The barrage of rifle fire momentarily stopped as the maneuver stunned the shooters.
Lisa yelled into the ringing silence, "Monk! Above your head!"
Groggy, Monk heard Lisa's command.
It took him a moment to realize what she meant. Something was above his head. One of the wings of the Sea Dart. Trembling in a continuous quake, he gathered his legs under him—and leaped.
He didn't trust the strength in his real hand. Smoking plastic fingers latched on to one of the wing struts. He clamped right, twitching a signal to lock down.
"Go!" Lisa hollered, still on the floor, bracing herself against the seats.
Under her belly she felt the twin engines rev. The Sea Dart leaped away, swinging its stern toward the beach as the snipers again opened fire, finally shaken free of their momentary stun.
Lisa watched a stray round strike Monk's flailing right leg.
Blood burst from his calf. She read the twist of agony in his face. His lower leg hung crookedly as Monk shifted. The bullet must have shattered through his tibia, breaking it.
Thank God, he still held on . ..
Ryder aimed away from the beach, flying across the water, out of range.
Lisa wanted to weep.
They would make it.
Rakao choked and sputtered his face out of the water. His toes, then heels, found rock and sand underfoot. He stood chest-deep in the lagoon. The roar of a motor drew him around.
The enemy's boat shot across the lagoon, dangling a figure from one wingtip. Furious, he waded toward the beach. His left arm was on fire, burning in the seawater. He fingered the upper arm on that side, felt the sharp point of bone protruding through his skin, broken by the blow that had sent him flying.
He clutched his spear in the other hand.
Luckily he had not lost the weapon, having clung to it.
He might need it.
Already Rakao noted the flashes of fire under the water, aiming for him, drawn by the blood. He turned his back on the beach and retreated step-by-step. He kept his weapon poised, ready to use it. The shock might sting him, but it should drive the squids away.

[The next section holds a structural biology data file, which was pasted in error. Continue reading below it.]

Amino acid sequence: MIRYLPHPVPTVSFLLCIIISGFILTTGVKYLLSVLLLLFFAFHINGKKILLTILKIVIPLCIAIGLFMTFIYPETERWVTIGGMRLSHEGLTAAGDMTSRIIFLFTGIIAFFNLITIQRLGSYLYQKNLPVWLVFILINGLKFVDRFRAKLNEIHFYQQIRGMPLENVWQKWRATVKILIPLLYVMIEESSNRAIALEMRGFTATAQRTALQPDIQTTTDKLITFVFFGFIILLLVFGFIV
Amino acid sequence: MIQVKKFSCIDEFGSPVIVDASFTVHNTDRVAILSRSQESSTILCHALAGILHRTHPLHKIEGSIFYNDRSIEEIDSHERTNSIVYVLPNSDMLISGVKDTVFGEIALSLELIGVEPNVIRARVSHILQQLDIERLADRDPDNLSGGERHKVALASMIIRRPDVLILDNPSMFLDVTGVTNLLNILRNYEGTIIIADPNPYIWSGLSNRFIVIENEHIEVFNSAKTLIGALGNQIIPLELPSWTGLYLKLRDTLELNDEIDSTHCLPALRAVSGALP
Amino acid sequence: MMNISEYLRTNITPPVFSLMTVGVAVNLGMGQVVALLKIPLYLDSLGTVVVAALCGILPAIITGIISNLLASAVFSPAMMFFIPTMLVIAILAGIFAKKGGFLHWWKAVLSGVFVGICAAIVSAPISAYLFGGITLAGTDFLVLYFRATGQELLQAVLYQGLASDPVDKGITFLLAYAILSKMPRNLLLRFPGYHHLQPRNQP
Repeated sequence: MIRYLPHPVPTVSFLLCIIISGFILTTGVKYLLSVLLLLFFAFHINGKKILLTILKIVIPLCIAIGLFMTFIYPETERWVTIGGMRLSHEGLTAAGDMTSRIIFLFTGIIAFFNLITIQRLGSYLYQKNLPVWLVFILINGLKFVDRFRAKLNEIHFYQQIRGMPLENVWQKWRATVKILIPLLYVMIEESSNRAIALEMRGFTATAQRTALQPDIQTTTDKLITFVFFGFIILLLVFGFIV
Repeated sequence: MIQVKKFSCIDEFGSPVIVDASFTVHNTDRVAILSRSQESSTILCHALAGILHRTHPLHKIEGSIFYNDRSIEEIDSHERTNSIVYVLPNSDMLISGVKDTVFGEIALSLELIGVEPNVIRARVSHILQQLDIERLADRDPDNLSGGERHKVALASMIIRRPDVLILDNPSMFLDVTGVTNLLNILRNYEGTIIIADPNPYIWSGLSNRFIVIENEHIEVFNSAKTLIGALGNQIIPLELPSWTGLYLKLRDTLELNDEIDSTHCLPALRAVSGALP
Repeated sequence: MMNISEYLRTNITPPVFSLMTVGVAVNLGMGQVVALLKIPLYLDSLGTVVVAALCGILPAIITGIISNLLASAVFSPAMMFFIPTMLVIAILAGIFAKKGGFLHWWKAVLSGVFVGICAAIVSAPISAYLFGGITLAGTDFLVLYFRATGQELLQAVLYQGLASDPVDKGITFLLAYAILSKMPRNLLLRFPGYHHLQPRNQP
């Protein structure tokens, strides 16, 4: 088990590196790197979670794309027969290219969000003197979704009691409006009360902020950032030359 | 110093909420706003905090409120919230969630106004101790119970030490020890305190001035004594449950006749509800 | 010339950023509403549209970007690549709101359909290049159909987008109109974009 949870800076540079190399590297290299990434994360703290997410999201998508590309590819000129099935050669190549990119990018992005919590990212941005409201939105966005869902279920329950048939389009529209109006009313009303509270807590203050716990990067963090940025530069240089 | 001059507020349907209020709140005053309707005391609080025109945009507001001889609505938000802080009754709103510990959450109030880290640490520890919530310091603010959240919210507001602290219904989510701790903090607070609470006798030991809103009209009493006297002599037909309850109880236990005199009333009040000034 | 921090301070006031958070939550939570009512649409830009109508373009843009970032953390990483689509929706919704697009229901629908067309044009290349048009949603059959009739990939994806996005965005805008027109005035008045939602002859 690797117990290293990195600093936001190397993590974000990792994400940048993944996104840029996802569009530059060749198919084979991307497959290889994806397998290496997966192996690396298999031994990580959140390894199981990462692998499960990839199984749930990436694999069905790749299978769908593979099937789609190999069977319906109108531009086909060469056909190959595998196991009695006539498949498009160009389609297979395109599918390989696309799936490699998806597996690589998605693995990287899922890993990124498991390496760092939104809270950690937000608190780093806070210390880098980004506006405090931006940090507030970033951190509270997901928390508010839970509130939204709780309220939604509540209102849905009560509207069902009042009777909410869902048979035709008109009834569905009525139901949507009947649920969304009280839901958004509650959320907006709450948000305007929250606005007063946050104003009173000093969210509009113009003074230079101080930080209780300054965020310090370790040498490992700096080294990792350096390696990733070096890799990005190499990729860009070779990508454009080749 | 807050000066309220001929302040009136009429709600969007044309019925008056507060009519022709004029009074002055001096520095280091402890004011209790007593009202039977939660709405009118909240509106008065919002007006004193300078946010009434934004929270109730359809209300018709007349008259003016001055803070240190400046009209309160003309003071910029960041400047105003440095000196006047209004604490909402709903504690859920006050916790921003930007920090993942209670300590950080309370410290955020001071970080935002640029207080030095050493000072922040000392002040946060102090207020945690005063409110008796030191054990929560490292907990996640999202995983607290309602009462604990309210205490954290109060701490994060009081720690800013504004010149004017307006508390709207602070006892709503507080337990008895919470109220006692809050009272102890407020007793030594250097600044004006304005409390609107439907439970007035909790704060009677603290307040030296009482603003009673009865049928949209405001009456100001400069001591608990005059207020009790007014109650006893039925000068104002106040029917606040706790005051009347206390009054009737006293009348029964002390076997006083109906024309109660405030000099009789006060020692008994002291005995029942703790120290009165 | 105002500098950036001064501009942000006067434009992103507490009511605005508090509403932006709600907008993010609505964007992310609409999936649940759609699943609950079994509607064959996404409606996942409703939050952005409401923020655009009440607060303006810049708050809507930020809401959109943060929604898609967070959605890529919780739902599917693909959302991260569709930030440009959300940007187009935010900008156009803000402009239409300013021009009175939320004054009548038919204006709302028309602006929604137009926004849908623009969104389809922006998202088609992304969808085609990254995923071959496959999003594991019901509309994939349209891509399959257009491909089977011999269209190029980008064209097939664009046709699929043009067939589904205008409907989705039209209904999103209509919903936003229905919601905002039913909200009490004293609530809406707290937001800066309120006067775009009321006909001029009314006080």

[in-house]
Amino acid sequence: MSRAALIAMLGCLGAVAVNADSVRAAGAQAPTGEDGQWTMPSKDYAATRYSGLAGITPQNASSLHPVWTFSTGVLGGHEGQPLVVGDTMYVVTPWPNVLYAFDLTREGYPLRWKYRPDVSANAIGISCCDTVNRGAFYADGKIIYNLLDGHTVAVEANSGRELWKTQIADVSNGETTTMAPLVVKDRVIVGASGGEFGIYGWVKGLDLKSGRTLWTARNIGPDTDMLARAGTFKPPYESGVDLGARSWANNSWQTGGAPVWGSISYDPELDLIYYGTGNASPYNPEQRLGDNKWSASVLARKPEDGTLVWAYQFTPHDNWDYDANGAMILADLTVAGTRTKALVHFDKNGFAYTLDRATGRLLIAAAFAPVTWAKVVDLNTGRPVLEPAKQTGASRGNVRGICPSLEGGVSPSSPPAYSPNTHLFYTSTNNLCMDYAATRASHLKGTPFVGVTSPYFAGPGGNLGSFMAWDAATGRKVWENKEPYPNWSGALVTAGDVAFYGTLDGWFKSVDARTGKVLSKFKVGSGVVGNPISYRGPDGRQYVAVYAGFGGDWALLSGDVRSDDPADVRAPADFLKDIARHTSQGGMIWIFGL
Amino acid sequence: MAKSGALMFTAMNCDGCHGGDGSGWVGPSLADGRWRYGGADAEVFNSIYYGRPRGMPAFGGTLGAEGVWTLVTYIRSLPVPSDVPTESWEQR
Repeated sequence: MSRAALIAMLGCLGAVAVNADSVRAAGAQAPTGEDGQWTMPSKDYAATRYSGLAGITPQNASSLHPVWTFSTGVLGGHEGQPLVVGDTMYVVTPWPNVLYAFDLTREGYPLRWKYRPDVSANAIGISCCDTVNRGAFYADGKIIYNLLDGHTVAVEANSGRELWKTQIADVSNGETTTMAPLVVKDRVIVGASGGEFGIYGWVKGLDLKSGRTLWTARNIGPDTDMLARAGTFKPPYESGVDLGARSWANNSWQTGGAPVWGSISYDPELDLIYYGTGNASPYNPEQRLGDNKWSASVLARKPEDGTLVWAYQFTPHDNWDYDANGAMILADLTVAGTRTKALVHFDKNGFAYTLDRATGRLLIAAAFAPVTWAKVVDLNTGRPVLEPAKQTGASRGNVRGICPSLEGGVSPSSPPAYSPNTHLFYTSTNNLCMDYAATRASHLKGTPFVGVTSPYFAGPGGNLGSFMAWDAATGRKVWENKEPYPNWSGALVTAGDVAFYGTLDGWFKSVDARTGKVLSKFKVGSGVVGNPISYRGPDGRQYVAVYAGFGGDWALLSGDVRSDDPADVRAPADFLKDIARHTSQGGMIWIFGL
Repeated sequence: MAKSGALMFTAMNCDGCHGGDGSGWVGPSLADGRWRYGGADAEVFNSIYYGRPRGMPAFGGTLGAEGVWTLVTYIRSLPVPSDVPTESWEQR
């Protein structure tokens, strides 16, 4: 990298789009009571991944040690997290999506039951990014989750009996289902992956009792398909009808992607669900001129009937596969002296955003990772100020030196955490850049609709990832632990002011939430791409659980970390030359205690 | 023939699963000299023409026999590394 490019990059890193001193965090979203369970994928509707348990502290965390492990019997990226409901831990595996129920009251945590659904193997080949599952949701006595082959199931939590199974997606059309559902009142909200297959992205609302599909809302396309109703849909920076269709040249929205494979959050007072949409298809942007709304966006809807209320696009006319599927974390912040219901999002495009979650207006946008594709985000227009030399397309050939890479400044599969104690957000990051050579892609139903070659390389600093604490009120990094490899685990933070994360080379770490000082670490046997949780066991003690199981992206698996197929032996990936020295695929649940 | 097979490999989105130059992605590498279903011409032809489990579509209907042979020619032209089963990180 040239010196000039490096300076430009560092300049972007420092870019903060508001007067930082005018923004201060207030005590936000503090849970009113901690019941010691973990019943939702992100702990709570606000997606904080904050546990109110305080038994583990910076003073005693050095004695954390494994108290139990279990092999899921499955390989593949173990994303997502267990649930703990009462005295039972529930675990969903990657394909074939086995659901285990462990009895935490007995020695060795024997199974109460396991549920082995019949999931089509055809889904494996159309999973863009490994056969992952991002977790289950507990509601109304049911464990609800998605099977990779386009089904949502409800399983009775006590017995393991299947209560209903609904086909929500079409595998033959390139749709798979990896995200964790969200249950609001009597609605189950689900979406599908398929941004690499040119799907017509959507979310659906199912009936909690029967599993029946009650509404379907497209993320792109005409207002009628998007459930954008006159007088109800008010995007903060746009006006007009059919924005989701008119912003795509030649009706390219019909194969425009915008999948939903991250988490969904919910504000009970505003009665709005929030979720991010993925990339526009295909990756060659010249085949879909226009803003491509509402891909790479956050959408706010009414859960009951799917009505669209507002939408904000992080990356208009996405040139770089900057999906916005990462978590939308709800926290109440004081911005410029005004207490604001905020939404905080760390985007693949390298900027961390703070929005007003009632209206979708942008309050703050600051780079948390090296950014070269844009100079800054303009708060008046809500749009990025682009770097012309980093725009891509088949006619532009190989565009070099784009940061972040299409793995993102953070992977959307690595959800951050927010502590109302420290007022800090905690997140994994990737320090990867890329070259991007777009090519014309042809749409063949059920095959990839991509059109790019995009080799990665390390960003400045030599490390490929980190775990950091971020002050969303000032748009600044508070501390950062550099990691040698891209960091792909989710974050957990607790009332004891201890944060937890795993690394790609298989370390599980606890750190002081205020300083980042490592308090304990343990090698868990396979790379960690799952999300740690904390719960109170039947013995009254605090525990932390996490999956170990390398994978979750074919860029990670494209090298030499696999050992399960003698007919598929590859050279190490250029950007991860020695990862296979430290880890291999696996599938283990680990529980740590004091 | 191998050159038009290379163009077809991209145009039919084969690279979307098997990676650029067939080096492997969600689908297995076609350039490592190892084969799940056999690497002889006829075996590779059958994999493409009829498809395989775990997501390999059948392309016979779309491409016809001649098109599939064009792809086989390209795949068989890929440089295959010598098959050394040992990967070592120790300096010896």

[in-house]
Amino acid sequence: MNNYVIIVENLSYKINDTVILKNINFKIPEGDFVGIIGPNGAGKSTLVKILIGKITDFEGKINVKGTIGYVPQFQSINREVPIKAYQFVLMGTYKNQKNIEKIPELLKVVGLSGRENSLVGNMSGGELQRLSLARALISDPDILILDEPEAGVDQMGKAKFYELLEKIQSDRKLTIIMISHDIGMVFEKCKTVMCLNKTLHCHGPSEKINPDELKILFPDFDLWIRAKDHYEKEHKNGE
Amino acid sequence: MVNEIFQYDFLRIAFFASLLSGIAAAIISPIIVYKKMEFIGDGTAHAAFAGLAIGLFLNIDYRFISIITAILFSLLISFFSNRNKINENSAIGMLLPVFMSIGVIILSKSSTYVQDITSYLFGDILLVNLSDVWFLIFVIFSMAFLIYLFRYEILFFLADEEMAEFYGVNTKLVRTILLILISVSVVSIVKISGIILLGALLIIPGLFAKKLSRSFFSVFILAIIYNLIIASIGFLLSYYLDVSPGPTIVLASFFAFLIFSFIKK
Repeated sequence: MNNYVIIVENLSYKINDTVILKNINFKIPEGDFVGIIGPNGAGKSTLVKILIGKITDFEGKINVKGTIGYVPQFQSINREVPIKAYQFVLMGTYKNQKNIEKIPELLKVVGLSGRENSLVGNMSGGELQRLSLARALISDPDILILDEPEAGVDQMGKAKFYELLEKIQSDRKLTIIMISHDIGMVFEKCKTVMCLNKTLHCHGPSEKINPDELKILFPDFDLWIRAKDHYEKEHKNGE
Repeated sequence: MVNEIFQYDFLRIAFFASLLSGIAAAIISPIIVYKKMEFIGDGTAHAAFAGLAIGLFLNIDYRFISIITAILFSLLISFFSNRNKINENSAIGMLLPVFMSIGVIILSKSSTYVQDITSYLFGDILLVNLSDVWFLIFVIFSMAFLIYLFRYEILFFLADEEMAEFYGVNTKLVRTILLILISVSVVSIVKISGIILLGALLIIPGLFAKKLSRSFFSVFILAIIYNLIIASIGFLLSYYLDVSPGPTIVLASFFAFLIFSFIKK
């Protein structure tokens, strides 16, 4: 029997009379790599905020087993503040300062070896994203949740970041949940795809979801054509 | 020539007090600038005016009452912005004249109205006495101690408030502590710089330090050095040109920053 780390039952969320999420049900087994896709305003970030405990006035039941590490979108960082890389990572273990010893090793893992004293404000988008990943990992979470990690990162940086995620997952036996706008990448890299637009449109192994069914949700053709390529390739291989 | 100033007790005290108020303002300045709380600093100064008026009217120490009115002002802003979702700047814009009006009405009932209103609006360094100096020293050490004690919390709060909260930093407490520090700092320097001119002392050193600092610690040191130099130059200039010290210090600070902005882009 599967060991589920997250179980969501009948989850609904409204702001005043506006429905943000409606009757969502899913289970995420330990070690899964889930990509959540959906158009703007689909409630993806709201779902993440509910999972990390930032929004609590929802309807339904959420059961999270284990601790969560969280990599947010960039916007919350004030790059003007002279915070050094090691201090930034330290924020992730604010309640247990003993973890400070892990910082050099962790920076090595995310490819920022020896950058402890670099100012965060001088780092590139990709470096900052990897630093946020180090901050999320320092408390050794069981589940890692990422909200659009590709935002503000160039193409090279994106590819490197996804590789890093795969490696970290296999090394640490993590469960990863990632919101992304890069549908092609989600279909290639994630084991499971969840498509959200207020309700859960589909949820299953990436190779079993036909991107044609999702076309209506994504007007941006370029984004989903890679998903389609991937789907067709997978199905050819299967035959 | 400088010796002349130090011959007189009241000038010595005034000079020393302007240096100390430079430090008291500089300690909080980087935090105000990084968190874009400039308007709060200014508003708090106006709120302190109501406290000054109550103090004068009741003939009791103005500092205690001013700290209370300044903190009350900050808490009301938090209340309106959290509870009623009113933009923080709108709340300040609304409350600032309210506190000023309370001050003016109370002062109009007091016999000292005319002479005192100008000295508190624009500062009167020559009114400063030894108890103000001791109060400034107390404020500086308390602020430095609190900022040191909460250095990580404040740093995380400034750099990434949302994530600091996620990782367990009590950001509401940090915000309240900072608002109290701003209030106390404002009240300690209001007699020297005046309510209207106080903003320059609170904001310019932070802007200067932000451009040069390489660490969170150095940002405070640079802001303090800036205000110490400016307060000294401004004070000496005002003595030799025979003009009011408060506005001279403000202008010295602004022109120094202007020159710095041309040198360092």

Reaching waist-deep water, Rakao allowed himself a breath of relief.
Once out, he would hunt the others down.
No matter where in the world they landed, he would find them.
This, he swore.
Lightning cracked overhead, momentarily lighting the black waters, bright enough to illuminate the depths. A tangle of arms spread wide around his legs. The longest arms winked with a yellow glow. The bulk of the monster rested quietly in the sand only a step away. Then the flash ended, turning the lake into a dark mirror, reflecting the terror in his face.
Rakao stabbed down with his spear, thumbing the charge to full.
Blue fire crackled across the water. He gasped at the pain, like a steel trap snapping closed over his midsection. But it lasted only a fraction of a second—then the spear popped in his hand. With a final zap of electricity and an acrid spurt of smoke, the weapon shorted out, overloaded by his battle with the American.
Rakao stumbled back, splashing, his broken arm screaming.
Had the charge been enough?
The answer came in a slash of fire across one thigh. Chitinous hooks tore into the meat of his leg. He fought as the creature tugged him toward the deeper waters. Its bulk surfaced, rolling an eye.
Rakao stabbed at it. The weapon might not have a charge—but it did have a sharp point. He felt the blade sink deep. The grip on his leg spasmed, then went slack.